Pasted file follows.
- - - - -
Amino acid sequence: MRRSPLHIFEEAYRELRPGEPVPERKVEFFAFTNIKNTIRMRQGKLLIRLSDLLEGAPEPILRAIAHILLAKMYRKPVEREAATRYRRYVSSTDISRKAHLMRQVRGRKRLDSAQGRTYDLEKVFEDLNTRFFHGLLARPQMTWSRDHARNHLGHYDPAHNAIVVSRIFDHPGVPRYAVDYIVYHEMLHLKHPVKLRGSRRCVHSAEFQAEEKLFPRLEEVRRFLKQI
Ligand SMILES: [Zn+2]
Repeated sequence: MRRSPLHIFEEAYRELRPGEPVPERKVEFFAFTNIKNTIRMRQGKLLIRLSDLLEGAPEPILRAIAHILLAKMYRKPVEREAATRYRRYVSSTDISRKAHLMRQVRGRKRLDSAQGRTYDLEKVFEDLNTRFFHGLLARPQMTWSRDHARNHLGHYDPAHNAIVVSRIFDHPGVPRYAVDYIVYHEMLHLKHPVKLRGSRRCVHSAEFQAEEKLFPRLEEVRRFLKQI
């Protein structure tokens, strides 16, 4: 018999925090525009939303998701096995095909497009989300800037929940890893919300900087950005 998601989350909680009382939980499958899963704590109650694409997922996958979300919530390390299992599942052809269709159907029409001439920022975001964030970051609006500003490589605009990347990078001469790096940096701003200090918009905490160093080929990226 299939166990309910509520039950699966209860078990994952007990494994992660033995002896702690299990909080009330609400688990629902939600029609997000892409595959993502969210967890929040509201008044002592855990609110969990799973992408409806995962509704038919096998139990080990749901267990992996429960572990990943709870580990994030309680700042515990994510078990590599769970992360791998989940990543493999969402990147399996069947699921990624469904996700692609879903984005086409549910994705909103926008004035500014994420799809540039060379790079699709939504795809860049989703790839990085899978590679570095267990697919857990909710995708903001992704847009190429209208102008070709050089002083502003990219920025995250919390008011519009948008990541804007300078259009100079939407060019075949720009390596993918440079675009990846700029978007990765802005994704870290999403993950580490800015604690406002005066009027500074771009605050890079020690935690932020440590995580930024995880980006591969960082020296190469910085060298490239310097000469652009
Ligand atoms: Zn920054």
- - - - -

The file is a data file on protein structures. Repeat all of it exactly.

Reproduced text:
Amino acid sequence: MRRSPLHIFEEAYRELRPGEPVPERKVEFFAFTNIKNTIRMRQGKLLIRLSDLLEGAPEPILRAIAHILLAKMYRKPVEREAATRYRRYVSSTDISRKAHLMRQVRGRKRLDSAQGRTYDLEKVFEDLNTRFFHGLLARPQMTWSRDHARNHLGHYDPAHNAIVVSRIFDHPGVPRYAVDYIVYHEMLHLKHPVKLRGSRRCVHSAEFQAEEKLFPRLEEVRRFLKQI
Ligand SMILES: [Zn+2]
Repeated sequence: MRRSPLHIFEEAYRELRPGEPVPERKVEFFAFTNIKNTIRMRQGKLLIRLSDLLEGAPEPILRAIAHILLAKMYRKPVEREAATRYRRYVSSTDISRKAHLMRQVRGRKRLDSAQGRTYDLEKVFEDLNTRFFHGLLARPQMTWSRDHARNHLGHYDPAHNAIVVSRIFDHPGVPRYAVDYIVYHEMLHLKHPVKLRGSRRCVHSAEFQAEEKLFPRLEEVRRFLKQI
């Protein structure tokens, strides 16, 4: 018999925090525009939303998701096995095909497009989300800037929940890893919300900087950005 998601989350909680009382939980499958899963704590109650694409997922996958979300919530390390299992599942052809269709159907029409001439920022975001964030970051609006500003490589605009990347990078001469790096940096701003200090918009905490160093080929990226 299939166990309910509520039950699966209860078990994952007990494994992660033995002896702690299990909080009330609400688990629902939600029609997000892409595959993502969210967890929040509201008044002592855990609110969990799973992408409806995962509704038919096998139990080990749901267990992996429960572990990943709870580990994030309680700042515990994510078990590599769970992360791998989940990543493999969402990147399996069947699921990624469904996700692609879903984005086409549910994705909103926008004035500014994420799809540039060379790079699709939504795809860049989703790839990085899978590679570095267990697919857990909710995708903001992704847009190429209208102008070709050089002083502003990219920025995250919390008011519009948008990541804007300078259009100079939407060019075949720009390596993918440079675009990846700029978007990765802005994704870290999403993950580490800015604690406002005066009027500074771009605050890079020690935690932020440590995580930024995880980006591969960082020296190469910085060298490239310097000469652009
Ligand atoms: Zn920054």